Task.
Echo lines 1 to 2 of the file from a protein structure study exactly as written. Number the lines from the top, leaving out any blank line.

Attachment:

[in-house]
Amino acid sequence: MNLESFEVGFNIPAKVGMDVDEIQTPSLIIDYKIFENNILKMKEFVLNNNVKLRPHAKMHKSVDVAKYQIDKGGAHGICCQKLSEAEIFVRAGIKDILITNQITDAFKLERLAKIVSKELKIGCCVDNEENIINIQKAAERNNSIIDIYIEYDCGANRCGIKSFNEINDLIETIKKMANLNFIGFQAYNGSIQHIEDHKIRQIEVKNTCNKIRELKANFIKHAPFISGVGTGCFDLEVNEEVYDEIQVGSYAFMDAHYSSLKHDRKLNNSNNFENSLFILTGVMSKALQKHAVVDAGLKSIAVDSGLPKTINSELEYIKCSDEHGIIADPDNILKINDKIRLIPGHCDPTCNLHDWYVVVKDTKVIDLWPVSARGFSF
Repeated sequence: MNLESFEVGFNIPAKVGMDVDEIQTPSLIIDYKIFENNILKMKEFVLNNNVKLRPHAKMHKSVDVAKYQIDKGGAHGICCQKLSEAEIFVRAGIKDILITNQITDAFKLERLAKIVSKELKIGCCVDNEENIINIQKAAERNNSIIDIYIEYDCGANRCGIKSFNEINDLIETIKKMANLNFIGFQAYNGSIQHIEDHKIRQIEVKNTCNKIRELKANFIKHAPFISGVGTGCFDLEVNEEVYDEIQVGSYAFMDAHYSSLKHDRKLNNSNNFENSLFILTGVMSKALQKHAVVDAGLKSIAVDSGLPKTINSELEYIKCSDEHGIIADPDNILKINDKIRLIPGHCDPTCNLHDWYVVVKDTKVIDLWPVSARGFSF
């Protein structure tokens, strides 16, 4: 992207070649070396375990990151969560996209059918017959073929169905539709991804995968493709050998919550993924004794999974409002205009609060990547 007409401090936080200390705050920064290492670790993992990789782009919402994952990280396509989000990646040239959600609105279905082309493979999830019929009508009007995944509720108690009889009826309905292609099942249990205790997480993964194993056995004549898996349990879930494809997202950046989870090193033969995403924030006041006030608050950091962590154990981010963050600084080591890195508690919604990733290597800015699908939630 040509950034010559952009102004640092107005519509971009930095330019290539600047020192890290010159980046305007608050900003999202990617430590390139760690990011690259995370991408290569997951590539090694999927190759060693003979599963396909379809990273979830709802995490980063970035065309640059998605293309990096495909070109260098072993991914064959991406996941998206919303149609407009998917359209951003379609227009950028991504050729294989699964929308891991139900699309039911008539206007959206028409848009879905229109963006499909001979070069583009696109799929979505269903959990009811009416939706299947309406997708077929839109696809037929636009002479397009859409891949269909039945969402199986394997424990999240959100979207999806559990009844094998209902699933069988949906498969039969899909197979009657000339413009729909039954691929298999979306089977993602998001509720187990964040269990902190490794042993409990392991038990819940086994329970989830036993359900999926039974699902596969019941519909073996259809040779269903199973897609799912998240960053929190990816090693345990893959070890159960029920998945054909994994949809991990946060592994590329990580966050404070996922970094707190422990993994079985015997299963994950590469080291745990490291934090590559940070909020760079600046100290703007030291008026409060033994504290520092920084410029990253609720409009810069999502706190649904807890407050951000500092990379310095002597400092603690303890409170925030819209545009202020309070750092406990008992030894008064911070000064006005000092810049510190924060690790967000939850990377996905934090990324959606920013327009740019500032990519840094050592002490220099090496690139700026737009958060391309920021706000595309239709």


[in-house]
Amino acid sequence: MNLESFEVGFNIPAKVGMDVDEIQTPSLIIDYKIFENNILKMKEFVLNNNVKLRPHAKMHKSVDVAKYQIDKGGAHGICCQKLSEAEIFVRAGIKDILITNQITDAFKLERLAKIVSKELKIGCCVDNEENIINIQKAAERNNSIIDIYIEYDCGANRCGIKSFNEINDLIETIKKMANLNFIGFQAYNGSIQHIEDHKIRQIEVKNTCNKIRELKANFIKHAPFISGVGTGCFDLEVNEEVYDEIQVGSYAFMDAHYSSLKHDRKLNNSNNFENSLFILTGVMSKALQKHAVVDAGLKSIAVDSGLPKTINSELEYIKCSDEHGIIADPDNILKINDKIRLIPGHCDPTCNLHDWYVVVKDTKVIDLWPVSARGFSF